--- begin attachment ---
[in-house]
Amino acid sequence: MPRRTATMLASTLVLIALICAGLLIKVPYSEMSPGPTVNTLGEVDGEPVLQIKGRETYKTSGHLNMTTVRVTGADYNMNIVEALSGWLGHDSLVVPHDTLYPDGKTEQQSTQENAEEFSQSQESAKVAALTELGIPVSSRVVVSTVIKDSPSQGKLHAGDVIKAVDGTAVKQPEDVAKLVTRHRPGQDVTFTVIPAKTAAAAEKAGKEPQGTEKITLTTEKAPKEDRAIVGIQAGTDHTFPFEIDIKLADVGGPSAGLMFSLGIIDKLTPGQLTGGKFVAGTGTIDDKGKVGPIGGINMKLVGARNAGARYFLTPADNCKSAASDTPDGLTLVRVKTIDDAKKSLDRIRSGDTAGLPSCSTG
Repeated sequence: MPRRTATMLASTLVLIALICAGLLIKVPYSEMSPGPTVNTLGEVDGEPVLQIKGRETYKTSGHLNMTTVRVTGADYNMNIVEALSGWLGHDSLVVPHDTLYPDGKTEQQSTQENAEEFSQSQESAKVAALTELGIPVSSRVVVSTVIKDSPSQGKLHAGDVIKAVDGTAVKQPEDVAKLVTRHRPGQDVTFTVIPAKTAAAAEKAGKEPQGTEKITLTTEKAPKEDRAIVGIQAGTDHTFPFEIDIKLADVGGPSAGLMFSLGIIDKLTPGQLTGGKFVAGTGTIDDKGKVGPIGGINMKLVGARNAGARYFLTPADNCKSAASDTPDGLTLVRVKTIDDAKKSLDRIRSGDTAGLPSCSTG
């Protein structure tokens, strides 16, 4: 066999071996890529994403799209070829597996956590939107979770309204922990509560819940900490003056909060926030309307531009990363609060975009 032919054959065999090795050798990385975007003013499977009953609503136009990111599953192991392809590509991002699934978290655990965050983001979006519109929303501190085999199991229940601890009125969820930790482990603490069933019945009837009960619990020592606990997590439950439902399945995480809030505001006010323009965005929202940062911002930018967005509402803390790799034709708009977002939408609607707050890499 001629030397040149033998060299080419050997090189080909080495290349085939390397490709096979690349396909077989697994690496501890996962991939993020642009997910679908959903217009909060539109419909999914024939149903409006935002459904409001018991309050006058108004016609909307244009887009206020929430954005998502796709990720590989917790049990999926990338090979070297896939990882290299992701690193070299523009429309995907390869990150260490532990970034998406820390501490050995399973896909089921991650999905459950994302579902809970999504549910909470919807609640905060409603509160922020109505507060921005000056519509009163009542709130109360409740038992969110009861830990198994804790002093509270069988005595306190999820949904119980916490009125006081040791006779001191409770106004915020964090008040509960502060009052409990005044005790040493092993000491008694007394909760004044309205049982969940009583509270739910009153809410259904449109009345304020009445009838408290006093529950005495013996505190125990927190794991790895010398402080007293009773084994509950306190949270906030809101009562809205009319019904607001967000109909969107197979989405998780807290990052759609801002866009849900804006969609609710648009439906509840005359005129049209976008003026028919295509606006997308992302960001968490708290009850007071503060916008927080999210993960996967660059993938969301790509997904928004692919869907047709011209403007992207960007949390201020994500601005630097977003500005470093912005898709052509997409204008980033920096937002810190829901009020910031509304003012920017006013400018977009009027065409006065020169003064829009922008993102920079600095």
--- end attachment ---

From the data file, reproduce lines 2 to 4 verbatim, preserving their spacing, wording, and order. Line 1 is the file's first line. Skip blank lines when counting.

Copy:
Amino acid sequence: MPRRTATMLASTLVLIALICAGLLIKVPYSEMSPGPTVNTLGEVDGEPVLQIKGRETYKTSGHLNMTTVRVTGADYNMNIVEALSGWLGHDSLVVPHDTLYPDGKTEQQSTQENAEEFSQSQESAKVAALTELGIPVSSRVVVSTVIKDSPSQGKLHAGDVIKAVDGTAVKQPEDVAKLVTRHRPGQDVTFTVIPAKTAAAAEKAGKEPQGTEKITLTTEKAPKEDRAIVGIQAGTDHTFPFEIDIKLADVGGPSAGLMFSLGIIDKLTPGQLTGGKFVAGTGTIDDKGKVGPIGGINMKLVGARNAGARYFLTPADNCKSAASDTPDGLTLVRVKTIDDAKKSLDRIRSGDTAGLPSCSTG
Repeated sequence: MPRRTATMLASTLVLIALICAGLLIKVPYSEMSPGPTVNTLGEVDGEPVLQIKGRETYKTSGHLNMTTVRVTGADYNMNIVEALSGWLGHDSLVVPHDTLYPDGKTEQQSTQENAEEFSQSQESAKVAALTELGIPVSSRVVVSTVIKDSPSQGKLHAGDVIKAVDGTAVKQPEDVAKLVTRHRPGQDVTFTVIPAKTAAAAEKAGKEPQGTEKITLTTEKAPKEDRAIVGIQAGTDHTFPFEIDIKLADVGGPSAGLMFSLGIIDKLTPGQLTGGKFVAGTGTIDDKGKVGPIGGINMKLVGARNAGARYFLTPADNCKSAASDTPDGLTLVRVKTIDDAKKSLDRIRSGDTAGLPSCSTG
């Protein structure tokens, strides 16, 4: 066999071996890529994403799209070829597996956590939107979770309204922990509560819940900490003056909060926030309307531009990363609060975009 032919054959065999090795050798990385975007003013499977009953609503136009990111599953192991392809590509991002699934978290655990965050983001979006519109929303501190085999199991229940601890009125969820930790482990603490069933019945009837009960619990020592606990997590439950439902399945995480809030505001006010323009965005929202940062911002930018967005509402803390790799034709708009977002939408609607707050890499 001629030397040149033998060299080419050997090189080909080495290349085939390397490709096979690349396909077989697994690496501890996962991939993020642009997910679908959903217009909060539109419909999914024939149903409006935002459904409001018991309050006058108004016609909307244009887009206020929430954005998502796709990720590989917790049990999926990338090979070297896939990882290299992701690193070299523009429309995907390869990150260490532990970034998406820390501490050995399973896909089921991650999905459950994302579902809970999504549910909470919807609640905060409603509160922020109505507060921005000056519509009163009542709130109360409740038992969110009861830990198994804790002093509270069988005595306190999820949904119980916490009125006081040791006779001191409770106004915020964090008040509960502060009052409990005044005790040493092993000491008694007394909760004044309205049982969940009583509270739910009153809410259904449109009345304020009445009838408290006093529950005495013996505190125990927190794991790895010398402080007293009773084994509950306190949270906030809101009562809205009319019904607001967000109909969107197979989405998780807290990052759609801002866009849900804006969609609710648009439906509840005359005129049209976008003026028919295509606006997308992302960001968490708290009850007071503060916008927080999210993960996967660059993938969301790509997904928004692919869907047709011209403007992207960007949390201020994500601005630097977003500005470093912005898709052509997409204008980033920096937002810190829901009020910031509304003012920017006013400018977009009027065409006065020169003064829009922008993102920079600095």